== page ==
Energy Production Report Release

In anticipation of the release of our report on Major Economies and Climate Change with respect to energy production, I thought I should outline some of the key recommendations with respect to coal-power generation. The following is an overview of our policy recommendations towards the top five country level emitters in energy production: China, the United States, the European Union, and India. These recommendations largely echo our group’s prior posts relating to energy production, but they form a vital part of reducing emissions level in the near and long-term.

1) Deal with Coal. Coal will likely remain the primary fuel source for most of the world’s energy production. However, the top five emitters have shifted, or are shifting their policies with respect to coal use. As China and India continue to develop, citizens will increasingly demand government policy to mitigate pollution and the negative health externalities associated with coal-intensive power production. High-efficiency low-emissions (HELE) coal generation technology in the medium-term will help to reduce emissions in pursuit while CCS technology becomes commercial feasible and deployable.

2) Policymakers should adopt strict environmental standards that set maximum level of carbon emissions for existing plants to encourage the retirement of older, less efficient coal powered plants. With over 75% of world coal generation at subcritical standards, this will significantly reduce the levels of emissions associated with coal generation. Replacing this generation with more efficient super-critical or ultra-supercritical generation, which is already under way, will lessen the impact of coal generation on carbon emissions worldwide.

3) Policymakers should focus efforts on encouraging the adoption of high-efficiency low-emission technology in new coal generation. Coal represents a consistent and inexpensive fuel for electricity generation. In the near-term this includes increasing supercritical generation capacity while further developing ultra-supercritical and advanced ultra-supercritical technologies.

The 2 degrees Celsius scenario requires substantial worldwide implementation of CCS starting in the 2030s and on into the 2050s. In the United States, China, and Europe, all coal power plants must use HELE technology along with a substantial percentage of CCS by 2030. While a strong reliance on this technology seems hopeful, given its current level of development, the opportunities for emissions reductions that HELE technologies provide in the interim give policymakers a near-term solution to the environmental challenges of continued worldwide reliance on coal-fired generation.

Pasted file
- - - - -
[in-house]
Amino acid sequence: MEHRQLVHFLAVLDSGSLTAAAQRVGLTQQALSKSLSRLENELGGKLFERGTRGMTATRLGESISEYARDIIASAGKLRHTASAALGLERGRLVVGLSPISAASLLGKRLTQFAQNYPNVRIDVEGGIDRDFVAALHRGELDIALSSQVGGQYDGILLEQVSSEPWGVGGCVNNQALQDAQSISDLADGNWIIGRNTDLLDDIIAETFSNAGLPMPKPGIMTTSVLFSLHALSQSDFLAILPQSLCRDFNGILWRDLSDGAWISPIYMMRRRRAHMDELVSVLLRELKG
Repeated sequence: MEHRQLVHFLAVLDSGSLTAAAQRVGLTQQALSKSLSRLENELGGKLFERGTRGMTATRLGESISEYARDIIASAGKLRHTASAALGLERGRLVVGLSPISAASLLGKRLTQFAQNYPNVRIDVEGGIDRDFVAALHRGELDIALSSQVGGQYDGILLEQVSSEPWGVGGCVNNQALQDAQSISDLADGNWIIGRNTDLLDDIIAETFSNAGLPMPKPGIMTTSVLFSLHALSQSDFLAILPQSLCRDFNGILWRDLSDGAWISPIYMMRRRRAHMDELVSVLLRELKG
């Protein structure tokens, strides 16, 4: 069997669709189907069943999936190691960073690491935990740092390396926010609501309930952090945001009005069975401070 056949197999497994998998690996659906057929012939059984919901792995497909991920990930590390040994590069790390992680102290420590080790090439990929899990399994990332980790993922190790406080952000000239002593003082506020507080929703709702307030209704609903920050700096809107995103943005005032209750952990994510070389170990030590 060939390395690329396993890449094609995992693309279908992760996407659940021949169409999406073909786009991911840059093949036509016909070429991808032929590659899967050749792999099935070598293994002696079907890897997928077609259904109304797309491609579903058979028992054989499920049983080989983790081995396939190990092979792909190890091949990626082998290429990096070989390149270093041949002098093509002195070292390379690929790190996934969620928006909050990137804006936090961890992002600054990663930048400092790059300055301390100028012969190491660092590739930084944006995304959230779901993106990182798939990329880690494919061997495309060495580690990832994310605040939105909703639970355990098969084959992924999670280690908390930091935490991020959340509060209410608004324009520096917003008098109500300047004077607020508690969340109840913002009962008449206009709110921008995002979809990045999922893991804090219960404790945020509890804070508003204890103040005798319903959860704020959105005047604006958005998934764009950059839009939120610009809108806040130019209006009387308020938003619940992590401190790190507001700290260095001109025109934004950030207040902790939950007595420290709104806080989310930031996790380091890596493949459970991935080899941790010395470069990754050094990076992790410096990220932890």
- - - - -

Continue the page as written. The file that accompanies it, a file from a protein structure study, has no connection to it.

4) Continued investment and development of carbon capture and sequestration technology could provide the long-term mitigation carbon emissions from coal-generated electricity. Further investment will help to speed the development of the technology from its current levels of limited deployment and testing towards a mature and practical solution.

CCS offers potential gains in reducing carbon emissions, but the technology must reach a development level consistent with deployment by 2020 to allow the gains to contribute to the necessary level for a 2 degrees Celsius warming scenario. Hope for potential commercial deployment is still behind target for 2020 deployment given only 13 large-scale demonstration projects are under construction or operation.  This slow speed of demonstration of CCS and the requirement for large-scale projects will likely continue to limit the learning and experience curve in the short term until a large-scale break-through occurs with respect to commercial feasibility of the technology. Given the reality of the coal problem, particularly in India and China, CCS development should continue to provide a solution for coal dependency of developing economies. The cost of coal on these economies will only grow in terms of externalities. As these countries continue to develop, their citizen, and therefore policymakers, will put a higher priority on reducing the impact of coal and its emissions on the environment.

We plan to release our report and research in a  presentation on April 22, 2014 at the LBJ School of Public Affairs in Austin, TX. The event will allow each sector group to present a summary of its research, and the setting will allow both valuable feedback and interaction from audience members. We expect a number of policymakers to attend from the Washington, DC area as well as experts from the UT community and Austin area at large. If you plan to be in Austin during this time, feel free to attend the event.

Spencer Jones is a second year student at the LBJ School of Public Affairs. His career in business process consulting and risk management led him to pursue a career in international economic policy and particularly the intersection of national security and economics.

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